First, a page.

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Mughal magic

From the Mediterranean Aeoli to Awadhi lasooni kheer, one can savour it all at Tandoor


A CYLINDRICAL clay jar, fire and raw food; the romance of tandoor knows no limit. Think about it, a method of cooking that dates back to the pre-Harappan days (the earliest archaeological proof says so) still continues to entrance us. Not much has changed on the design front either. Another interesting nugget is that the ancestor of the chicken, the old jungle fowl, was bred in the Indus Valley nearly 5,000 years ago. So, if we put two and two together and arrive at five, those guys too may have had tandoori chicken! Next time you bite into a tangdi kebab, pause for a moment and remember how far back the tradition goes.

Tandoor, the newly opened restaurant at the Hotel Aruna Annex, Sterling Road, is content with the Mughal period of the oven, the time when zaffrani, kewra and rose water fragrances started emanating from it. An expansive white interior, marble inlays, jhoola, Rajasthani and Mughlai paintings and ghazals ... all the clichés are in place here. Nevertheless, the formula still works.

This is no new face making a debut here. As the fame of the Bangalore Tandoor had wafted in this direction, the expectations were soaring as high as the prices marked.

Starting trouble was there and hence, the classic kakori and galouti kebabs, the benchmark to rate a restaurant, were not yet available. Then it had to be my favourite lasooni kebab. Ah! garlic, what can I say!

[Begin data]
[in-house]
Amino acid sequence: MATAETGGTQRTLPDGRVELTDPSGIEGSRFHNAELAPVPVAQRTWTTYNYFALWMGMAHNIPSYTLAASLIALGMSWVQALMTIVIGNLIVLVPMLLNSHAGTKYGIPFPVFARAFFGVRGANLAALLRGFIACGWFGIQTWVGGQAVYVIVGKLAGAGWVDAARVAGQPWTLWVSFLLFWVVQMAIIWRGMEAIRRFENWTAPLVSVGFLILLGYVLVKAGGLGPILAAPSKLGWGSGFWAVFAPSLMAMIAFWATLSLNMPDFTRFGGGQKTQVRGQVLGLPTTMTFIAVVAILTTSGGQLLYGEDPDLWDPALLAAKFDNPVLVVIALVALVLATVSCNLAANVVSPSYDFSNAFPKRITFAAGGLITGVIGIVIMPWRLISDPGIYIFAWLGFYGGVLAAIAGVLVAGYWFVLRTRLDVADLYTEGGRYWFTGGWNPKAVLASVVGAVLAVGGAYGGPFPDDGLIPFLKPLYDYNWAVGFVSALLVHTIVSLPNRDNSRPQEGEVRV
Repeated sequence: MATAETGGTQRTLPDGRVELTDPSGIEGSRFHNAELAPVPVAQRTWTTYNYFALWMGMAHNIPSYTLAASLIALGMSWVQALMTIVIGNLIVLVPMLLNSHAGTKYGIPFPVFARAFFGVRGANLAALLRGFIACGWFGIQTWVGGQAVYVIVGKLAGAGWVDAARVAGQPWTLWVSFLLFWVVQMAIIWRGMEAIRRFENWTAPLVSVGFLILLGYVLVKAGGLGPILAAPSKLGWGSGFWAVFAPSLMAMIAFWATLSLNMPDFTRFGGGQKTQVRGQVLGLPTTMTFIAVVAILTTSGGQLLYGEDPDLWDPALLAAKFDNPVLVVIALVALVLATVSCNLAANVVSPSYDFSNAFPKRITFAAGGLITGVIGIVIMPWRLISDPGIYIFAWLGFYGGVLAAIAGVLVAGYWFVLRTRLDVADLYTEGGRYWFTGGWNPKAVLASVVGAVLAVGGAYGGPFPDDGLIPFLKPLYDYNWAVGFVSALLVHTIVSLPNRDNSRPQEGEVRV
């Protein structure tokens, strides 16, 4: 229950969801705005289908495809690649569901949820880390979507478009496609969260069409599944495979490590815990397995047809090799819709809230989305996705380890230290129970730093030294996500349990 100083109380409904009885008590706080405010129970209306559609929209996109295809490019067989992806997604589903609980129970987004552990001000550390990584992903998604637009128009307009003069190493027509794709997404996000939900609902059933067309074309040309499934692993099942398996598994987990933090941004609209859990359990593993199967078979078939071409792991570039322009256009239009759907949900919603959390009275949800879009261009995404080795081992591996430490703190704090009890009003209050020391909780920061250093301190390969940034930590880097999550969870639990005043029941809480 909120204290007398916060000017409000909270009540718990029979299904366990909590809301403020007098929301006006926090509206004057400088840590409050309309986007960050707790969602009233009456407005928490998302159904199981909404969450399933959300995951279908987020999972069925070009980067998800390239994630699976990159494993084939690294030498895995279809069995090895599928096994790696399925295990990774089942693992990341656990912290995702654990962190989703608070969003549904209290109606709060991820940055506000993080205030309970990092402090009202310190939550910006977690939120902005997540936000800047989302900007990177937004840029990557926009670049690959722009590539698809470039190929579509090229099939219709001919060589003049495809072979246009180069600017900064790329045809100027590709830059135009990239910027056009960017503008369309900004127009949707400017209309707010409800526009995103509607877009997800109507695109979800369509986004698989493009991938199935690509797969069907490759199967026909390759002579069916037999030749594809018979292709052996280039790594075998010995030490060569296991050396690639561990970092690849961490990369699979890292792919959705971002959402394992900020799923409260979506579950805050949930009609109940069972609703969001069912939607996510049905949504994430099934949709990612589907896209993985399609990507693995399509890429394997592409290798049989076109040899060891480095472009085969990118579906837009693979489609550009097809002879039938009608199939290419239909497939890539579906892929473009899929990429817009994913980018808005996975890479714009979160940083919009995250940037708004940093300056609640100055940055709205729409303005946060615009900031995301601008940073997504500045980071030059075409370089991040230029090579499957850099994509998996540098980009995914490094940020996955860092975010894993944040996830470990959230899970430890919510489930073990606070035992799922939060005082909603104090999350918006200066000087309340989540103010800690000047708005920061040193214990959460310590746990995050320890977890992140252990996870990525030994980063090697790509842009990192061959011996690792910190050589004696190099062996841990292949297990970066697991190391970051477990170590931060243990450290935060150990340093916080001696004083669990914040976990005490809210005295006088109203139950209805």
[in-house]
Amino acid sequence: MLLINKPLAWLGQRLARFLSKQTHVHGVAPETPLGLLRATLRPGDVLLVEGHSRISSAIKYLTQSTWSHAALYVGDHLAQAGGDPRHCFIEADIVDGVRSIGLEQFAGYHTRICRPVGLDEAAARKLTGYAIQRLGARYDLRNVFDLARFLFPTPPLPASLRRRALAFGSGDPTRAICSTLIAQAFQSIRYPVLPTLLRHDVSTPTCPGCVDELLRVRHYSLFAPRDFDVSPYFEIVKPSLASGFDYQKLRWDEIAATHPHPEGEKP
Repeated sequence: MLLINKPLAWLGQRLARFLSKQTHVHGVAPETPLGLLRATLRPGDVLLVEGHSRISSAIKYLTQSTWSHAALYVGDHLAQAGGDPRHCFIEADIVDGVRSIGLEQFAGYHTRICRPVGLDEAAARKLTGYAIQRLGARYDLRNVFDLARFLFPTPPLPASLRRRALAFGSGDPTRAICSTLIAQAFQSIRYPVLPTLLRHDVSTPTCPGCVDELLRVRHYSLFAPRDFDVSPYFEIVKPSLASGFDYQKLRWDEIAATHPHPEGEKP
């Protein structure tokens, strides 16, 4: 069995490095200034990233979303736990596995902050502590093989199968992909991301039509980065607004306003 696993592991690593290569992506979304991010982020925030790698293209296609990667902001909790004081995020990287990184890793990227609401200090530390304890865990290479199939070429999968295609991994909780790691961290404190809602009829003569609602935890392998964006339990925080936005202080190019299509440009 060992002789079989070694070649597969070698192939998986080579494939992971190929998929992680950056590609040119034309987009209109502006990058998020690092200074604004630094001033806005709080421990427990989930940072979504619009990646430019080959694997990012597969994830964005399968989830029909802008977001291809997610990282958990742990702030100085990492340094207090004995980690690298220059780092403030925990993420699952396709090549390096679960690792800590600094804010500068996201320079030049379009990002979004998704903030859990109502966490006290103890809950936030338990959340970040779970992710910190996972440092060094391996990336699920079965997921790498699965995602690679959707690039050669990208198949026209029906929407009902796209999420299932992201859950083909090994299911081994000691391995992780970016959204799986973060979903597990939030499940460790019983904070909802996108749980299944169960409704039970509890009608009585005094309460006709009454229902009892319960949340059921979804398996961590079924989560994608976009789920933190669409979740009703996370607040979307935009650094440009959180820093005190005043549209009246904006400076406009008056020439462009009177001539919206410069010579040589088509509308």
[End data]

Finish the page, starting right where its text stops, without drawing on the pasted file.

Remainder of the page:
From the Mediterranean Aeoli to Awadhi Lasooni kheer, I love it. Even the plain roasted ones are enough to get me going. There I was waiting with quivering nostrils, quickened breath and drooling tongue — typical Pavlovian symptoms — for the garlic kebabs to arrive. Arrive they did, eight plump ones garnished with slivers of onion and capsicum. A squeeze of lime and in goes one. Mmm....not bad. But garlic? Alas, the yoghurt marinade drowned it. For Rs. 185, I want my kebabs to be more lasooni and moist. They were a bit overdone. The setback made me more resolute.

Next step was garlic naan (Rs.30). There ended my quest, I got my garlic fix. It was a delicate caress of garlic that teased and tantalised one. The other starter paneer pudhina tikka (Rs. 150) was rather flat.

The entrees made up for the starters. The dahi bhindi (Rs. 110) and machi methi (Rs. 265) came good, both in quality and quantity. What sent me into raptures was the creamy smooth badam kheer (Rs. 95).

The service solicitous to the right degree, not too much as to make you paranoid nor too little to feel like a poor relation, made the evening more enjoyable. Go ahead and make the call. The number is 28262626.

MARIEN MATHEW

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